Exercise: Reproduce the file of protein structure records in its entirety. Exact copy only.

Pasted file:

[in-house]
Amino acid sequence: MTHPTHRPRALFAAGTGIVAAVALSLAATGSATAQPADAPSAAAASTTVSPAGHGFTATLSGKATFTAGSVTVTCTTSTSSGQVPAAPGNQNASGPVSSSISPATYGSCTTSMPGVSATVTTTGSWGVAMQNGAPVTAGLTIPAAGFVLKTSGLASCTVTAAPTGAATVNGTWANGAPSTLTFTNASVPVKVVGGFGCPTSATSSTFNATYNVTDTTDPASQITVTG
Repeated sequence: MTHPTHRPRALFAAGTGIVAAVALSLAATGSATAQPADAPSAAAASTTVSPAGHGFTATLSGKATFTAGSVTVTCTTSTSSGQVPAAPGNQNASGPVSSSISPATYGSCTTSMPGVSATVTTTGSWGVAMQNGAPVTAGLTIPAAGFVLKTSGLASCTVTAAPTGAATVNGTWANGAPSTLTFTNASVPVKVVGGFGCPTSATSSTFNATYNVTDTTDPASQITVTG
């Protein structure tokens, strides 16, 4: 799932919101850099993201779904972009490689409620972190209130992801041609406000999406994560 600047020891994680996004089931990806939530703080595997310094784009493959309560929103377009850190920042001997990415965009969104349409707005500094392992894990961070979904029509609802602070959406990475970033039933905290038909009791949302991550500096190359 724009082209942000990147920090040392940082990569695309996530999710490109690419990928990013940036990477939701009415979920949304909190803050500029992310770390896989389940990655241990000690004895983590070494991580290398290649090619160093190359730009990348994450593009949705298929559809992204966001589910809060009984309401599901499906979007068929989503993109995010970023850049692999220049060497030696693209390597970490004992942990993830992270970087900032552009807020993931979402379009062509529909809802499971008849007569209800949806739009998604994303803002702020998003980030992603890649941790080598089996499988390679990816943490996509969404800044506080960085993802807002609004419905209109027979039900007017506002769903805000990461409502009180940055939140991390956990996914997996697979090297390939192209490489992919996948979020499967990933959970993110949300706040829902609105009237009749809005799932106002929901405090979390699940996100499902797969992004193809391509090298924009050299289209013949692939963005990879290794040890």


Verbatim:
[in-house]
Amino acid sequence: MTHPTHRPRALFAAGTGIVAAVALSLAATGSATAQPADAPSAAAASTTVSPAGHGFTATLSGKATFTAGSVTVTCTTSTSSGQVPAAPGNQNASGPVSSSISPATYGSCTTSMPGVSATVTTTGSWGVAMQNGAPVTAGLTIPAAGFVLKTSGLASCTVTAAPTGAATVNGTWANGAPSTLTFTNASVPVKVVGGFGCPTSATSSTFNATYNVTDTTDPASQITVTG
Repeated sequence: MTHPTHRPRALFAAGTGIVAAVALSLAATGSATAQPADAPSAAAASTTVSPAGHGFTATLSGKATFTAGSVTVTCTTSTSSGQVPAAPGNQNASGPVSSSISPATYGSCTTSMPGVSATVTTTGSWGVAMQNGAPVTAGLTIPAAGFVLKTSGLASCTVTAAPTGAATVNGTWANGAPSTLTFTNASVPVKVVGGFGCPTSATSSTFNATYNVTDTTDPASQITVTG
């Protein structure tokens, strides 16, 4: 799932919101850099993201779904972009490689409620972190209130992801041609406000999406994560 600047020891994680996004089931990806939530703080595997310094784009493959309560929103377009850190920042001997990415965009969104349409707005500094392992894990961070979904029509609802602070959406990475970033039933905290038909009791949302991550500096190359 724009082209942000990147920090040392940082990569695309996530999710490109690419990928990013940036990477939701009415979920949304909190803050500029992310770390896989389940990655241990000690004895983590070494991580290398290649090619160093190359730009990348994450593009949705298929559809992204966001589910809060009984309401599901499906979007068929989503993109995010970023850049692999220049060497030696693209390597970490004992942990993830992270970087900032552009807020993931979402379009062509529909809802499971008849007569209800949806739009998604994303803002702020998003980030992603890649941790080598089996499988390679990816943490996509969404800044506080960085993802807002609004419905209109027979039900007017506002769903805000990461409502009180940055939140991390956990996914997996697979090297390939192209490489992919996948979020499967990933959970993110949300706040829902609105009237009749809005799932106002929901405090979390699940996100499902797969992004193809391509090298924009050299289209013949692939963005990879290794040890």